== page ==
The Big Lie About Training Posture You've Been Swallowing Whole - Part 1Aug 29, 2023
Ever wonder why, despite all the posture drills, your clients still walk in hunched over like they're searching for lost change? And in your mind, you are blaming them for their improper return?
What if it's not your fault or theirs?
Let's be honest, the majority of our clients revert back to their old habits the minute they step out the door. And what do they do? They come back to you asking, "Why?"
If this sounds familiar, you're not alone—and there's a reason why this happens. And it has nothing to do with what you have done wrong, or what your client is not doing.
Read on to discover why the traditional biomechanical posture exercises method may not be offering the lasting results you have been taught to believe.
The End Goal:
Your clients won't just walk out with improved posture; they'll walk back in maintaining that same upright stance.
For years, the health industry has focused on physical adjustments and exercises to improve posture. From the FMS, Egoscue Method, and The Supple Leopard, to ergonomic chairs and posture-correcting exercises, the emphasis from the training industry has been on manual adjustments that deal with everything below the neck.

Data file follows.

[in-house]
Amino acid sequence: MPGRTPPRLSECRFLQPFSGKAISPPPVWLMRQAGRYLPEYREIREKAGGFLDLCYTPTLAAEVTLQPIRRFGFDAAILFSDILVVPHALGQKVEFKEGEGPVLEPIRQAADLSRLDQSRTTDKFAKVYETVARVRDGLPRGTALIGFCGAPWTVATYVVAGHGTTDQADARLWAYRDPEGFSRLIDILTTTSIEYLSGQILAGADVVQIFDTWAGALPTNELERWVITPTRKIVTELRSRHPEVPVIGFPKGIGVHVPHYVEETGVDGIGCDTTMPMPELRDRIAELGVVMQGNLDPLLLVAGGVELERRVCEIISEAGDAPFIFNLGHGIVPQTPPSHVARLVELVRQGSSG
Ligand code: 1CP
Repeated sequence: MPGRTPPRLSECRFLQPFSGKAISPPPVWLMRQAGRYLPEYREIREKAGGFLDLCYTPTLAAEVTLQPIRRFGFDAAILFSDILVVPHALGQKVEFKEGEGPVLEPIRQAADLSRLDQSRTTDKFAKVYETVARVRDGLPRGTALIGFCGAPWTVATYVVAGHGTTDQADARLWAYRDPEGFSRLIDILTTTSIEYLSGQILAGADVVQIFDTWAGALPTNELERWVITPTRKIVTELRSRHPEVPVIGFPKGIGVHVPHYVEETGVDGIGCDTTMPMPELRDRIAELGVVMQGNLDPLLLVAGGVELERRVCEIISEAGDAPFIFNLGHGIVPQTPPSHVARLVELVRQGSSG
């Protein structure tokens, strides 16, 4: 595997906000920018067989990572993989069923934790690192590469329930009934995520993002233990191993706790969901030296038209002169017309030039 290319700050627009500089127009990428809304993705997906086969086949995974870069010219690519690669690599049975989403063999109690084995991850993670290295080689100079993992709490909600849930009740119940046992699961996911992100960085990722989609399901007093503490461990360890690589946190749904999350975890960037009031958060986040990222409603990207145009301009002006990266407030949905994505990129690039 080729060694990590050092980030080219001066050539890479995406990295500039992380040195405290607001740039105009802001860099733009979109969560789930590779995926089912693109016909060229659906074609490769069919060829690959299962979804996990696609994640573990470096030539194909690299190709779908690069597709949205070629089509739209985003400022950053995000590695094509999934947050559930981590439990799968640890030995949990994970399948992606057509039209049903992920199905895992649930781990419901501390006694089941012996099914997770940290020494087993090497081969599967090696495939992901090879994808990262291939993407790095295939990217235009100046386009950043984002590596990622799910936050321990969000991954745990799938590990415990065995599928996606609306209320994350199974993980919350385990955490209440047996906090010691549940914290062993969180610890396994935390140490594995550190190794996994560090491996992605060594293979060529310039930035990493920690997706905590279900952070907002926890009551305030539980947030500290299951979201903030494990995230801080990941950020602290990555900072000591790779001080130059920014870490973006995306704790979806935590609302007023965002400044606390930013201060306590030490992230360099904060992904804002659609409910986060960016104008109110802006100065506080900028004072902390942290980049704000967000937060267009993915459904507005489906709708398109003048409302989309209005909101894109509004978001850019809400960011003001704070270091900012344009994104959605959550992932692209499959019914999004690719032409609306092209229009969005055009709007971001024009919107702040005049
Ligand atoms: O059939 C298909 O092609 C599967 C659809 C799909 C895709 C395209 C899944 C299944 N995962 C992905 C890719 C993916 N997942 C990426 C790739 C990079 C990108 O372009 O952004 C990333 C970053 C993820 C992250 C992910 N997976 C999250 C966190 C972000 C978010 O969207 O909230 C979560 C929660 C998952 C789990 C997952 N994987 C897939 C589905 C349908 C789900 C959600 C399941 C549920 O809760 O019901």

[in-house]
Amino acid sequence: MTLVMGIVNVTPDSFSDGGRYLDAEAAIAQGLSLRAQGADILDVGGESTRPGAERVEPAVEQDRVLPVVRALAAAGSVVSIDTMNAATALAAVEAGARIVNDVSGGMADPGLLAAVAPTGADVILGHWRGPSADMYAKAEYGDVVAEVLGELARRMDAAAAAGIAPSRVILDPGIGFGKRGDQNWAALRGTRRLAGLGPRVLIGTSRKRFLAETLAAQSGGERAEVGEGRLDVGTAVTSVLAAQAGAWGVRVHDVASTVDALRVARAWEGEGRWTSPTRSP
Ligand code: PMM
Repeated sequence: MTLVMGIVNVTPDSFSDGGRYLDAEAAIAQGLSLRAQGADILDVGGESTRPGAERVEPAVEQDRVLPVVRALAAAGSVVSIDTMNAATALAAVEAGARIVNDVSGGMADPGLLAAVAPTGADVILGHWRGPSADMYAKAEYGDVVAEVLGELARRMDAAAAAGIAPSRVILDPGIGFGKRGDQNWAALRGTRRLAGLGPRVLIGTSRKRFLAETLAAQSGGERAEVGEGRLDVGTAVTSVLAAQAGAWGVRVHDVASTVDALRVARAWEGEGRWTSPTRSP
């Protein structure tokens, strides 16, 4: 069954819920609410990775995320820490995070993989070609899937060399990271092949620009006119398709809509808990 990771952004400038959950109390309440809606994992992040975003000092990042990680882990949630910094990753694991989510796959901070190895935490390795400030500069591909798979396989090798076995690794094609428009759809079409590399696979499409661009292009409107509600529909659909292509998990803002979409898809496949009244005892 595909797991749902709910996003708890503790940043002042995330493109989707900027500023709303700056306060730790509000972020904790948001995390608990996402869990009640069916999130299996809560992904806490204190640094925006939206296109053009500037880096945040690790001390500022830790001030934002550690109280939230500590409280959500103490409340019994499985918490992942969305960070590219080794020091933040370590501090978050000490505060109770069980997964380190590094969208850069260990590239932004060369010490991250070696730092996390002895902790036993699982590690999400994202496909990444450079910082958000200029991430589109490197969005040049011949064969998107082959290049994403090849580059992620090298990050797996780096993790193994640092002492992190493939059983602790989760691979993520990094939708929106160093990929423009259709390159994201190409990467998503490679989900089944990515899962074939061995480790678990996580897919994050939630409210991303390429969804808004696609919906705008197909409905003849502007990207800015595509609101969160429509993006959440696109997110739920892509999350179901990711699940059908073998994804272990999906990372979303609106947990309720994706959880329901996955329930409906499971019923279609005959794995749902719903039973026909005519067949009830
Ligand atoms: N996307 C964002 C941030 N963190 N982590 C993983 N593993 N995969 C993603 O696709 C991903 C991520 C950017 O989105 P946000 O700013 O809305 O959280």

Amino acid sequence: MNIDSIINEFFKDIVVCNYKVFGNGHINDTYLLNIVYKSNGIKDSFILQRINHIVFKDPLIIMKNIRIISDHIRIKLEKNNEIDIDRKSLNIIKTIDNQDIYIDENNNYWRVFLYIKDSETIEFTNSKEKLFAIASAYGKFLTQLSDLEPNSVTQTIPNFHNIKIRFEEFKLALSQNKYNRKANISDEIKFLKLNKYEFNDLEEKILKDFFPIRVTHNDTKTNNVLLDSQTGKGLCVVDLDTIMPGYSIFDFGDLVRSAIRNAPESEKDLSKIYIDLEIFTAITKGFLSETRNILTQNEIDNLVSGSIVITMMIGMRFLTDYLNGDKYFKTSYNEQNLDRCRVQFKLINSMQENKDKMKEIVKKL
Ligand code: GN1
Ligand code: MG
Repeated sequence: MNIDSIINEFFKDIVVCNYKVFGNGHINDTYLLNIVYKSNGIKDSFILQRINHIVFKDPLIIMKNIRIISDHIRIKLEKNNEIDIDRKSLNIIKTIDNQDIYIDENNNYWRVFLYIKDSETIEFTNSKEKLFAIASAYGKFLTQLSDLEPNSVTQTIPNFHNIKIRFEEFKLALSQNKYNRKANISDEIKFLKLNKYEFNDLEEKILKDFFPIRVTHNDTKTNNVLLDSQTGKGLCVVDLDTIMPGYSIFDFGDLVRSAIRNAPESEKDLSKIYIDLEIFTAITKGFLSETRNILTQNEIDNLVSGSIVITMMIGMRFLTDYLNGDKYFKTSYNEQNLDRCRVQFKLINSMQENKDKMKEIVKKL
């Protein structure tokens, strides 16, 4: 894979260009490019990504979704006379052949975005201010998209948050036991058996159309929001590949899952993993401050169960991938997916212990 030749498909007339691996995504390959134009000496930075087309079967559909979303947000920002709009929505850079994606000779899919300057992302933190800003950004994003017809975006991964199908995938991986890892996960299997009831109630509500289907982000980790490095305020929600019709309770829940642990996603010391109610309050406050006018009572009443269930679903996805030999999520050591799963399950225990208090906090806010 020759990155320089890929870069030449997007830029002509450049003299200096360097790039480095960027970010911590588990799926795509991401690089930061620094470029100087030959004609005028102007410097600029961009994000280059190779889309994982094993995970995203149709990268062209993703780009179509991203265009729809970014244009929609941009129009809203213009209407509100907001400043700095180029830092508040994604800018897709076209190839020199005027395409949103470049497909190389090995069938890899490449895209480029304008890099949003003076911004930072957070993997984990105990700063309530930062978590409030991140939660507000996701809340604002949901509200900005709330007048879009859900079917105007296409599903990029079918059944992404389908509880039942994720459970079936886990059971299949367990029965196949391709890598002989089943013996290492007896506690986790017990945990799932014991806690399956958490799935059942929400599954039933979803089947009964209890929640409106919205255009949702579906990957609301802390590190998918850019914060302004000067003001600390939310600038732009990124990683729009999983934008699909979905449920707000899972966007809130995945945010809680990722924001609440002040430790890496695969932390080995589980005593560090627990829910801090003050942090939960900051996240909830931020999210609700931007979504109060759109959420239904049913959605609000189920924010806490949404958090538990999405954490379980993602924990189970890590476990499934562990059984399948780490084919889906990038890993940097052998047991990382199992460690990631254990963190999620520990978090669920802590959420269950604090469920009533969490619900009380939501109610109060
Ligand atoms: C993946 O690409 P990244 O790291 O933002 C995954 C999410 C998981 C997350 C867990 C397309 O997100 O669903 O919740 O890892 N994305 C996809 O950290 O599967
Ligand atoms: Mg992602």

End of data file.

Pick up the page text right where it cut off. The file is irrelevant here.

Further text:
Who Controls Posture?
The Brain's Control Centers for Posture
Contrary to popular belief, posture is not solely a function of muscle strength or skeletal alignment; it's a complex interplay of neural mechanisms.
The brainstem, for instance, integrates vestibular inputs (related to balance), proprioceptive inputs (related to body position), and cognitive directives to reflexively control our muscles. This reflexive control is crucial for maintaining stability during movement.
As a personal trainer for 25 years, before I understood what the neural mechanisms of the brain controlled, I would work on postural muscles ad nauseam for myself and my clients.
Knowing it was the catalyst for decreased pain and better movement quality, and it worked if we are honest, less than 20% of the time. And many times, the chronic pain always comes back.
That leads me to…
The Inefficiency of Current Methods:
Traditional training methods for improving posture often involve conscious effort, facilitated by the prefrontal cortex. That's fancy talk for; you have to think about doing them to stand up straight.
This approach is fundamentally flawed because posture is largely a reflexive, involuntary action. The brainstem and other lower brain centers are primarily responsible for postural control, not the prefrontal cortex.
Therefore, consciously "trying" to stand straight can be counterproductive and may not yield long-term results.
Training the brainstem, and knowing how to assess that, is as easy as learning the FMS and all the accessory exercises to enhance the movement deficiency.
What's Next in Part 2?
In Part 2, we'll dive deeper into the practical applications of these groundbreaking principles. We'll explore specific exercises and activities that can help you and your clients relearn reflexive controls for better posture.
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